When Crooks asked Lennie to make a suppose that George’s dead. we see how two indigent workers co uld be united in the frugal world. He ain’t gonna be mean. (Steinbeck 160) Before Lennie is dead. He’ll be back all right. the trust and care that b uried deeply between them reaches a climax: “Sure. At that point.” And George raised the gun and steadied it. He’s all right. 3 . Lennie’s cautious dependency toward George until the last. he asked George “You ain’t gonna leave me. Lennie becomes dangerou s when Crooks only assumes George’s leaving. however. for sure.” (Steinbeck 112) Being timid and sacred for almost whole life. he deeply believes that George would never d ump him no matter what happens. being the combination of moral responsibility and friendship. I gotta. He’s nice to me. would never ever let Lennie down. I’ve knew George since—I forget when—and he ain’t never raised his han’ to me with a stick.” (Steinbeck 155) George. and he brought the muzzle of it close to the back of Lennie’s head. Lennie jarred.e realizes that his dream with Lennie no longer exists. In the relationship between George and Lennie. George won’t do nothing like that. for being a poor loner with intimate compa nion dead. I know George wun’t do that. The hand shook violently. Lennie became furious: “George ain’t hurt. He pulled the trigger.” (Steinbeck 154) In the end where George finds Lennie in the brush as he’s told to. but his face set and his hand steadied. are ya.” (Steinbeck 112) Moreover. and he lay without quivering. George’s not the only one who i s worthing mentioning. and then settled slowly forward to the sand. just the same like Geogre’s unchanged accompany throughout the whole story. The sincerity and loyalty that George keeps representing can als o be revealed in Lennie’s quotes: “He ain’t neither. “George wun’t go away and leave me. George? I know you ain’t. We gotta. right now. The crash of the shot rolled up the hills and rolled down again.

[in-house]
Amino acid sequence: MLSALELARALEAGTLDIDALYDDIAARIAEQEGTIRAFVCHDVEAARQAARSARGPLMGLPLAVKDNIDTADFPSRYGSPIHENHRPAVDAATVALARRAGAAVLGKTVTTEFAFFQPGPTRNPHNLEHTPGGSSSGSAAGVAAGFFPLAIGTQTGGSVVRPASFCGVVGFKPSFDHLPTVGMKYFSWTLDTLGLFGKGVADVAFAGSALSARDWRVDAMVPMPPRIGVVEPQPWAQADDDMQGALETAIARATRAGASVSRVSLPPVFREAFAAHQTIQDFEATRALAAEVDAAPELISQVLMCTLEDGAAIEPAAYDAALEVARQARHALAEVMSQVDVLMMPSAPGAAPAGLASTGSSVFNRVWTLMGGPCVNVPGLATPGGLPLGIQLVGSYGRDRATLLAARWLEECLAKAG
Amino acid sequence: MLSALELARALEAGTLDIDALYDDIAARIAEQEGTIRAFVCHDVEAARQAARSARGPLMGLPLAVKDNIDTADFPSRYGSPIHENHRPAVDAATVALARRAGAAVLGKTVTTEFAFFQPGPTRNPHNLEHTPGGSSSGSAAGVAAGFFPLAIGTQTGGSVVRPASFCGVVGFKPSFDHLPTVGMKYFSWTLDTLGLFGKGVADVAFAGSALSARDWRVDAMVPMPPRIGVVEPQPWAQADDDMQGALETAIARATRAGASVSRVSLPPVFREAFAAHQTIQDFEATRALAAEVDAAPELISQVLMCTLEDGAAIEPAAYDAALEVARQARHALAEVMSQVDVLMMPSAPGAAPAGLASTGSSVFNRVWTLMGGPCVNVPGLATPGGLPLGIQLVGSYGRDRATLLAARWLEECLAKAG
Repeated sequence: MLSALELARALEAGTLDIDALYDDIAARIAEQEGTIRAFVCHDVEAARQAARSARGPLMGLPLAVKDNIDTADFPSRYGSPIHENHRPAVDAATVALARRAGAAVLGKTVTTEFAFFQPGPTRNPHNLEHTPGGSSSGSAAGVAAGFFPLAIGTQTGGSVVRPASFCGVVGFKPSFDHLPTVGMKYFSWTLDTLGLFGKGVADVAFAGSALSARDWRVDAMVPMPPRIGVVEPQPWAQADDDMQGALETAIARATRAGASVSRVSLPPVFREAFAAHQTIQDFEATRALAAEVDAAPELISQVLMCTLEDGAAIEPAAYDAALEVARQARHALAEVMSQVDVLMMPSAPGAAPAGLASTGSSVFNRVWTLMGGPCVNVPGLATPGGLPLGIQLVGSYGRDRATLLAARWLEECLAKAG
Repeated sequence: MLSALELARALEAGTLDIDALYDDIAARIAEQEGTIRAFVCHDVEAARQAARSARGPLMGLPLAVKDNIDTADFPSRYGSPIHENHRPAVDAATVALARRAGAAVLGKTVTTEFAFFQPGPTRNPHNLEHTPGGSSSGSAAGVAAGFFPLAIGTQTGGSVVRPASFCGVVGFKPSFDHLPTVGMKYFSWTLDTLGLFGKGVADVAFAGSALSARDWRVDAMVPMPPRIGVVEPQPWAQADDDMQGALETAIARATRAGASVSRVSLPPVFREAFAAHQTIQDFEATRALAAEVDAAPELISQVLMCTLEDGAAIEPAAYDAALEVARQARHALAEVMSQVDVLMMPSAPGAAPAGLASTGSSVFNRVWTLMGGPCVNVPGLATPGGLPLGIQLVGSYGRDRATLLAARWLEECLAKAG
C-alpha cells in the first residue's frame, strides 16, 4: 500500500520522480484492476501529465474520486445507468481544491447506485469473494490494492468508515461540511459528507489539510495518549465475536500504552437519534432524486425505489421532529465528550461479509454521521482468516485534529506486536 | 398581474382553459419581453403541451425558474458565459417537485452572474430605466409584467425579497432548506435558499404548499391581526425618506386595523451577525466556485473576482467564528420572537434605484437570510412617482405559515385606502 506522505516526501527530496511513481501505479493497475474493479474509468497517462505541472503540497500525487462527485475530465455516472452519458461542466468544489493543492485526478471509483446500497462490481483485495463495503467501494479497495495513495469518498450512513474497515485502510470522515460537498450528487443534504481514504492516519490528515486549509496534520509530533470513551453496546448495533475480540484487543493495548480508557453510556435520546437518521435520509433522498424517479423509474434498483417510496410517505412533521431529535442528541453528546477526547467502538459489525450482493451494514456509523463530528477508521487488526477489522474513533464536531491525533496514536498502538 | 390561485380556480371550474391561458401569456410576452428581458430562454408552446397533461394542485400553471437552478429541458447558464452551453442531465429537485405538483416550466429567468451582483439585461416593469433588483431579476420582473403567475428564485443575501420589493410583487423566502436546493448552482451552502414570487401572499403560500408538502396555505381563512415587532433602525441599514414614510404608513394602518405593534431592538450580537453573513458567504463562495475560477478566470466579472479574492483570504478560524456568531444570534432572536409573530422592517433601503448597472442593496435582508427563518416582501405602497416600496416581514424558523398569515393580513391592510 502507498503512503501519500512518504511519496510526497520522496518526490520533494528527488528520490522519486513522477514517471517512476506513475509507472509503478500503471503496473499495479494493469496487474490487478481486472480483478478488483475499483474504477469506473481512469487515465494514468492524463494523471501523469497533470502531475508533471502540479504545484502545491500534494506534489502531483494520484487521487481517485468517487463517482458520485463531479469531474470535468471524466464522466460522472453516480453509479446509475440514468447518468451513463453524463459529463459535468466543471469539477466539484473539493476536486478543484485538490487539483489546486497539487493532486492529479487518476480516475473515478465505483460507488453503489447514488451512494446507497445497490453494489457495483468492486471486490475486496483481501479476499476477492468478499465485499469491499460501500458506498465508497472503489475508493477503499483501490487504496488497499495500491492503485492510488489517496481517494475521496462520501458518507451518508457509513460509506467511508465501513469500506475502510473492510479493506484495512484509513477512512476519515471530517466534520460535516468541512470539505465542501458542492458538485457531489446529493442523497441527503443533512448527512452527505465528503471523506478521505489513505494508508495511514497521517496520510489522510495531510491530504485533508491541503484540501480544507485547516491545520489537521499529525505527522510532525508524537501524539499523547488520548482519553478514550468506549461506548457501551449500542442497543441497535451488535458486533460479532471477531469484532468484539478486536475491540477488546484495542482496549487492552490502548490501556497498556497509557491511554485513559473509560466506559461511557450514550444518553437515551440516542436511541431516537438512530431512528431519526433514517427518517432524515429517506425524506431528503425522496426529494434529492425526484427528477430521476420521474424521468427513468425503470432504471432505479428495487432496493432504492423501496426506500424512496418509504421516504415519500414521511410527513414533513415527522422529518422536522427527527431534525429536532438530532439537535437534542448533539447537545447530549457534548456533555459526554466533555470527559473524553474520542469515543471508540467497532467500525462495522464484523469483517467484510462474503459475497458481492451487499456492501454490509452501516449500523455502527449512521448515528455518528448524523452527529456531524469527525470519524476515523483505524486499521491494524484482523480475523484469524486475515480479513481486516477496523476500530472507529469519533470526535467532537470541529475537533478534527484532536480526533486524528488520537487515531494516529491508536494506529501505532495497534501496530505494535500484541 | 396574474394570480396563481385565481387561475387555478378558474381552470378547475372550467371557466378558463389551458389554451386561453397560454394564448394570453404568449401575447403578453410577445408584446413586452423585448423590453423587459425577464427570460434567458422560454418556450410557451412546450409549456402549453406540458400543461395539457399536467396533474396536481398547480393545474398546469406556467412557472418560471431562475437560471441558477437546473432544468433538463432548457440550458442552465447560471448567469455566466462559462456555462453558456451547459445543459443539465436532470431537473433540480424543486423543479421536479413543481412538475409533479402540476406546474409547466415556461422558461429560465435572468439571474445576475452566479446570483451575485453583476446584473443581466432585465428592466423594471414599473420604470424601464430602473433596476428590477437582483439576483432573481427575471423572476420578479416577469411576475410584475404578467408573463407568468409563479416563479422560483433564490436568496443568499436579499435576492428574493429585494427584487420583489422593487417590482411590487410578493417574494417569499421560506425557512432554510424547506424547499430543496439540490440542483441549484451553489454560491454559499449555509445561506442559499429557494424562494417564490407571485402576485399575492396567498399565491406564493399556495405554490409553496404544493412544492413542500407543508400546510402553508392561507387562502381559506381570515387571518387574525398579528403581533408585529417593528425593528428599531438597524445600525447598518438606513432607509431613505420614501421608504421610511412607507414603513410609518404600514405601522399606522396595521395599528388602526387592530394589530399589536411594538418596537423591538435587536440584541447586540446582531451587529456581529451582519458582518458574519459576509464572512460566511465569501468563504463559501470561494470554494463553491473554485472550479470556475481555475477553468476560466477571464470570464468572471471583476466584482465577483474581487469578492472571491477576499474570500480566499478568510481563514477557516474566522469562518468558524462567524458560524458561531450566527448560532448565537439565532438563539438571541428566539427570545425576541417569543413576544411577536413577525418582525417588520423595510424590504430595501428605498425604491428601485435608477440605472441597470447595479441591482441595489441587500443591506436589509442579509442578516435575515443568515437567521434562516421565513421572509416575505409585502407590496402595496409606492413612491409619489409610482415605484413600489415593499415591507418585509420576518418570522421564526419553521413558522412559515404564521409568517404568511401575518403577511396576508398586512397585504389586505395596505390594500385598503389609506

S. and how friendship and responsibility enable them to be alone but together. Works Cited Steinbeck. London: Penguin Group UK. (2009) Of mice and men. we could see how they are united. George never abandon his companion a lthough he isn’t intellectual. (Steinbeck and Shillinglaw. For the first time and last. and Shillinglaw.Steinbeck uses George to reveal one of the most glorious characteristics found in humanit y: loyalty and love for a friend. By retrospecting their steps through the America during the thirties. J. 2009) 4 .